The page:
Liz Noble reviews the Autumn concert
The CPSO autumn 2023 concert was on Remembrance Sunday and featured a welcome return of pianist, composer and teacher Jeremy Young. The audience were treated to the cheerful yet robust Beethoven overture 'The Creatures of Prometheus' written for his only full length ballet. Nowadays the overture is the most frequently performed part of the ballet and, whilst not long, provided a light, cheerful and delightfully performed start to the concert.
Beethoven is often pictured as a dramatic, dark personality where tragic life events shaped both him and his music. The performance of Piano Concerto no. 3 dispelled all that. The concerto gave the piano a thorough workout and perhaps a full size grand piano would have done the work more justice. However Jeremy’s intricate double handed trills in which he played a melody with his “spare” fingers were stunning. The first movement was full of turbulent passages but soon relaxed to lead into a tender and lyrical second movement where the balance and dynamics with the orchestra were charming.
This work was premiered with Beethoven as the soloist in 1803 when it is said that the score was almost blank with just odd notes because Beethoven had run out of time to write it all down! At the time said to have confused the page turner, two centuries later Jeremy used an iPad so no paqe turner was required! The finale was another mixture of emotions and speeds with the Rondo ending marked Presto to show off the pianist and orchestra at breath-taking pace.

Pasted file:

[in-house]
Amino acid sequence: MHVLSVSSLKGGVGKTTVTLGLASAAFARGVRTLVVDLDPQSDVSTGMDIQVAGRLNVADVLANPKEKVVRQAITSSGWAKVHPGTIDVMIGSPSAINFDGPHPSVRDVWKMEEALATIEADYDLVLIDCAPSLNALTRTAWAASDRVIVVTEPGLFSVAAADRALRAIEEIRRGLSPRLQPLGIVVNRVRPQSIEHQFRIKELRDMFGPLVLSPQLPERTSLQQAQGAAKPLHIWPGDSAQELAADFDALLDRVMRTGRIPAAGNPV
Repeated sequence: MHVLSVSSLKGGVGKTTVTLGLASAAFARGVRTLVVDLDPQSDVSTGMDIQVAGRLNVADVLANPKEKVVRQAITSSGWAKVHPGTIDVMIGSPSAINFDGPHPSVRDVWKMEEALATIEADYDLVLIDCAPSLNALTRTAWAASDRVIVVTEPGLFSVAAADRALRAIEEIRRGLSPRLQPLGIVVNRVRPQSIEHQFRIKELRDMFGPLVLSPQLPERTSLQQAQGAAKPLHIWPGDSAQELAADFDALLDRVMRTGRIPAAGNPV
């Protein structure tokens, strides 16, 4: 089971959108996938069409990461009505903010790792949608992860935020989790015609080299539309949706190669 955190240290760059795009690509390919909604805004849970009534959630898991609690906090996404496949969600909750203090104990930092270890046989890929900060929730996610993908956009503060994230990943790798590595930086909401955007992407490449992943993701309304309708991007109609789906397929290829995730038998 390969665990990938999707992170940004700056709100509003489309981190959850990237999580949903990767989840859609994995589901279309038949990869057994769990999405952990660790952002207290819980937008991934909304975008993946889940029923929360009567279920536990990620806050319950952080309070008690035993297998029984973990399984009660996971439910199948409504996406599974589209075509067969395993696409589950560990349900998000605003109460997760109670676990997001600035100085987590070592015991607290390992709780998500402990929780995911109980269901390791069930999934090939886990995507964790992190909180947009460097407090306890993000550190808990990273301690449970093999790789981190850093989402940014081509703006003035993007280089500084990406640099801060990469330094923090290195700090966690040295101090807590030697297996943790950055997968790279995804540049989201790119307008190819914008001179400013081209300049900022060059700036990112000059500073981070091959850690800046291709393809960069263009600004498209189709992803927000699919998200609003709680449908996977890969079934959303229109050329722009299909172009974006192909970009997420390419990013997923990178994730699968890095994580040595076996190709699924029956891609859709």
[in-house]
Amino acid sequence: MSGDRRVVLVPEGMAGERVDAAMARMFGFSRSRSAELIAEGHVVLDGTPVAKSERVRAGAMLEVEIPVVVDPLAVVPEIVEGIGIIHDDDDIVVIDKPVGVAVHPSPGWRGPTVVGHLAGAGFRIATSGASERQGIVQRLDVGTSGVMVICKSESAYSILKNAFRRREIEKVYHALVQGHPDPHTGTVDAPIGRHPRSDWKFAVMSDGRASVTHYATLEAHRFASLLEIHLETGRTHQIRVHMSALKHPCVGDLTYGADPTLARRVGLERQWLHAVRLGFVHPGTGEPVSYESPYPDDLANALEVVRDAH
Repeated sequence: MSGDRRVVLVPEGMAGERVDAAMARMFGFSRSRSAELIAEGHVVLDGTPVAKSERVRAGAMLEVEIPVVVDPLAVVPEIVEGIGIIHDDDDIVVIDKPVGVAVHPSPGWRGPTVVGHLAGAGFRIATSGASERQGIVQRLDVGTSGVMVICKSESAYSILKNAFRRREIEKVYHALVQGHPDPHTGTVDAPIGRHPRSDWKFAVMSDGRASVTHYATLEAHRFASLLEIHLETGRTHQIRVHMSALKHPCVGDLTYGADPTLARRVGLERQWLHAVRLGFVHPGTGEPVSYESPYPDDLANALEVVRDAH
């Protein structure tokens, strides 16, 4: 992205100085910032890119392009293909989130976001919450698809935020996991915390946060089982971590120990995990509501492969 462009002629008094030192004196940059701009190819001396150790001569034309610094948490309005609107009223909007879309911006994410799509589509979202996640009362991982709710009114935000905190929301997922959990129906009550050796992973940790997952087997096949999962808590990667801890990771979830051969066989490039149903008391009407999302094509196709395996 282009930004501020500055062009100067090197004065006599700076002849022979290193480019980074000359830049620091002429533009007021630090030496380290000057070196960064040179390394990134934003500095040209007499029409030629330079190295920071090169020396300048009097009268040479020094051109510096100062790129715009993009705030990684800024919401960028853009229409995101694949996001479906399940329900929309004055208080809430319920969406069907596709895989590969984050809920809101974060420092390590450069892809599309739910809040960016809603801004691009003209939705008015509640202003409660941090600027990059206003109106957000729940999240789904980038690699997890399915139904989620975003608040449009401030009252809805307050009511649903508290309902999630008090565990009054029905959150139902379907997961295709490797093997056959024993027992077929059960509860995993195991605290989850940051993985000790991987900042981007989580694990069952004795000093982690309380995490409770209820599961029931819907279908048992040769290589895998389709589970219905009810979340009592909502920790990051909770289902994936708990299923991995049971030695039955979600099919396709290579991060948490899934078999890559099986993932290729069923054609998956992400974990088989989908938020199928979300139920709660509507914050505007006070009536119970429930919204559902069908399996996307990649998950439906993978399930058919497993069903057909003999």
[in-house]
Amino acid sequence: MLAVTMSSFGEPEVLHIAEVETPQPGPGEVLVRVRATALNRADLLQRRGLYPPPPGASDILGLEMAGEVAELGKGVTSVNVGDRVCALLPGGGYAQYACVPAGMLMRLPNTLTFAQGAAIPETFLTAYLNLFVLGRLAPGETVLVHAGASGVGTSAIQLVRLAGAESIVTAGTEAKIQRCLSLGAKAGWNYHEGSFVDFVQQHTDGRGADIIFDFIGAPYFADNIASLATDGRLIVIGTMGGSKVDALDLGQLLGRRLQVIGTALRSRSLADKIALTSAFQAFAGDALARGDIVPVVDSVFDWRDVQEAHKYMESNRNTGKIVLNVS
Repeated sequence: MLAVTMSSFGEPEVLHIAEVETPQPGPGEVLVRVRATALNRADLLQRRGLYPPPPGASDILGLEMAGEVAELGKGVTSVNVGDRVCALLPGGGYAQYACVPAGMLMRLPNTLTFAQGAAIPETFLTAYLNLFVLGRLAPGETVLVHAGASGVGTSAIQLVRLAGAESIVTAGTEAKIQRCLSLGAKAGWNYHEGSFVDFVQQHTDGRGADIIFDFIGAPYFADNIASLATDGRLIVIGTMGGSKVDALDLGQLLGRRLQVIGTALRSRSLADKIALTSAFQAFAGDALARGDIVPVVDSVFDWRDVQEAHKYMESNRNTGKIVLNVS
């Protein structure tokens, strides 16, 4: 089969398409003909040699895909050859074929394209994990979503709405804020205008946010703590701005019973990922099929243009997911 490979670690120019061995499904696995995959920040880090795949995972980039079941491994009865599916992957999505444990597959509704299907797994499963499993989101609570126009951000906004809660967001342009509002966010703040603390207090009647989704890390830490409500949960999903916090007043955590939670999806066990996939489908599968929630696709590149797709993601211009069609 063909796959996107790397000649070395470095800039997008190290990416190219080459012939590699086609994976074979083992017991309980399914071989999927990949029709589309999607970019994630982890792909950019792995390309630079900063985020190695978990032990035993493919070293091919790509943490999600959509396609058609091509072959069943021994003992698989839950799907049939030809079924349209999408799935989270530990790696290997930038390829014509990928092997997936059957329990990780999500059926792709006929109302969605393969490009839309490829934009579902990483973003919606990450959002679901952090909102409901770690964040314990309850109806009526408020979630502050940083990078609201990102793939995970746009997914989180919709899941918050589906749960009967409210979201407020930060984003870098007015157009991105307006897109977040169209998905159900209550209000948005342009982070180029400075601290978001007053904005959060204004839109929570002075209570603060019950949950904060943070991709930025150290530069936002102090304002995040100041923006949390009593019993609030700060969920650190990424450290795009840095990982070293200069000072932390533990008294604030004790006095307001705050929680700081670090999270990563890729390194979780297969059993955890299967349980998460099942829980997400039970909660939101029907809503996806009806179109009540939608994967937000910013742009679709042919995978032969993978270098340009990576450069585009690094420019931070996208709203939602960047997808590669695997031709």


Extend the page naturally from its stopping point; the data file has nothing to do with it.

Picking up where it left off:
Sibelius Symphony No 2 in D major concluded the afternoon programme - a truly difficult work and one written at a very difficult time for Sibelius himself. Although he was beginning to make a name as a composer, problems with marriage, money and drinking caused a depression made worse by the loss of his baby daughter from typhus. An admirer gathered funds to enable the whole family to visit Italy and it was here that he began work on his second symphony. After visiting Rome for inspiration he returned to Finland where the work was completed and premiered in March 1902. The second movement, marked Andante, is full of intrigue and involves all sections of the orchestra in turn. Well done to all for the dynamic interpretations and concluding fortissimo climax. The third movement was fast and involved pastoral oboe melodies, interspersed with brass, that develop and lead to the heroic finale where we are left in no doubt that the climax is due. The tension builds in the repeat of a previous stirring large tune and involves the brass to conclude the triumphant work.
Congratulations to Bjorn and the whole orchestra for succeeding so well with a tough programme and giving us such an entertaining afternoon.